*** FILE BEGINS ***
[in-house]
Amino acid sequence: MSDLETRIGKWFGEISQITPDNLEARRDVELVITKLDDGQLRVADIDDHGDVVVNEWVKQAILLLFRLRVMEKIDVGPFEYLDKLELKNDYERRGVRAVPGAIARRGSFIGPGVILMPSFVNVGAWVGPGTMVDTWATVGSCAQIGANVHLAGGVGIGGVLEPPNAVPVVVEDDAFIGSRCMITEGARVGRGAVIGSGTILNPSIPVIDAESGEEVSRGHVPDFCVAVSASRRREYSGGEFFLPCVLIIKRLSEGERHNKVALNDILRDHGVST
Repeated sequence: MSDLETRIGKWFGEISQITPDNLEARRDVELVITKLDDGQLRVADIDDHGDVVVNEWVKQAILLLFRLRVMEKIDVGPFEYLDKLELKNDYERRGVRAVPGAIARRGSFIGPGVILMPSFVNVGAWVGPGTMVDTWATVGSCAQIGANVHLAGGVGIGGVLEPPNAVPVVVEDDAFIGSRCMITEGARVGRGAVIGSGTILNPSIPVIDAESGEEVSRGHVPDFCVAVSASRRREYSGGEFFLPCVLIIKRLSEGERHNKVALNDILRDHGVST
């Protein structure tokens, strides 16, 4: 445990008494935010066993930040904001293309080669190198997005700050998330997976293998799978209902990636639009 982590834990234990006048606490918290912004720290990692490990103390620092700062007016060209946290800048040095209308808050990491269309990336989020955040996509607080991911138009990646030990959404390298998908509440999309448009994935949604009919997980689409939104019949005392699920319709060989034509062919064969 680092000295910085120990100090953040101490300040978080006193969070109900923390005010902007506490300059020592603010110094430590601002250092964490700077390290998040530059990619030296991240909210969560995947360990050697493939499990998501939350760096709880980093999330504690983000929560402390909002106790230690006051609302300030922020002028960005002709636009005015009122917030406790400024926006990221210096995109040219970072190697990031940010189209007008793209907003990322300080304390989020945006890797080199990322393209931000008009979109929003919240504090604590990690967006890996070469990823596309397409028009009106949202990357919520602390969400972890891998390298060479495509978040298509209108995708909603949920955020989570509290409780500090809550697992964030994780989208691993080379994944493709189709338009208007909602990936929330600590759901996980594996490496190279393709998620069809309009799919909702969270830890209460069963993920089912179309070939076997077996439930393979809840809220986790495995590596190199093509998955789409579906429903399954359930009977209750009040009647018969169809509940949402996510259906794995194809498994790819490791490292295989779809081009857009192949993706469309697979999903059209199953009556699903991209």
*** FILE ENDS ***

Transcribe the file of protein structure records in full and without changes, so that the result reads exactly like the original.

[in-house]
Amino acid sequence: MSDLETRIGKWFGEISQITPDNLEARRDVELVITKLDDGQLRVADIDDHGDVVVNEWVKQAILLLFRLRVMEKIDVGPFEYLDKLELKNDYERRGVRAVPGAIARRGSFIGPGVILMPSFVNVGAWVGPGTMVDTWATVGSCAQIGANVHLAGGVGIGGVLEPPNAVPVVVEDDAFIGSRCMITEGARVGRGAVIGSGTILNPSIPVIDAESGEEVSRGHVPDFCVAVSASRRREYSGGEFFLPCVLIIKRLSEGERHNKVALNDILRDHGVST
Repeated sequence: MSDLETRIGKWFGEISQITPDNLEARRDVELVITKLDDGQLRVADIDDHGDVVVNEWVKQAILLLFRLRVMEKIDVGPFEYLDKLELKNDYERRGVRAVPGAIARRGSFIGPGVILMPSFVNVGAWVGPGTMVDTWATVGSCAQIGANVHLAGGVGIGGVLEPPNAVPVVVEDDAFIGSRCMITEGARVGRGAVIGSGTILNPSIPVIDAESGEEVSRGHVPDFCVAVSASRRREYSGGEFFLPCVLIIKRLSEGERHNKVALNDILRDHGVST
């Protein structure tokens, strides 16, 4: 445990008494935010066993930040904001293309080669190198997005700050998330997976293998799978209902990636639009 982590834990234990006048606490918290912004720290990692490990103390620092700062007016060209946290800048040095209308808050990491269309990336989020955040996509607080991911138009990646030990959404390298998908509440999309448009994935949604009919997980689409939104019949005392699920319709060989034509062919064969 680092000295910085120990100090953040101490300040978080006193969070109900923390005010902007506490300059020592603010110094430590601002250092964490700077390290998040530059990619030296991240909210969560995947360990050697493939499990998501939350760096709880980093999330504690983000929560402390909002106790230690006051609302300030922020002028960005002709636009005015009122917030406790400024926006990221210096995109040219970072190697990031940010189209007008793209907003990322300080304390989020945006890797080199990322393209931000008009979109929003919240504090604590990690967006890996070469990823596309397409028009009106949202990357919520602390969400972890891998390298060479495509978040298509209108995708909603949920955020989570509290409780500090809550697992964030994780989208691993080379994944493709189709338009208007909602990936929330600590759901996980594996490496190279393709998620069809309009799919909702969270830890209460069963993920089912179309070939076997077996439930393979809840809220986790495995590596190199093509998955789409579906429903399954359930009977209750009040009647018969169809509940949402996510259906794995194809498994790819490791490292295989779809081009857009192949993706469309697979999903059209199953009556699903991209």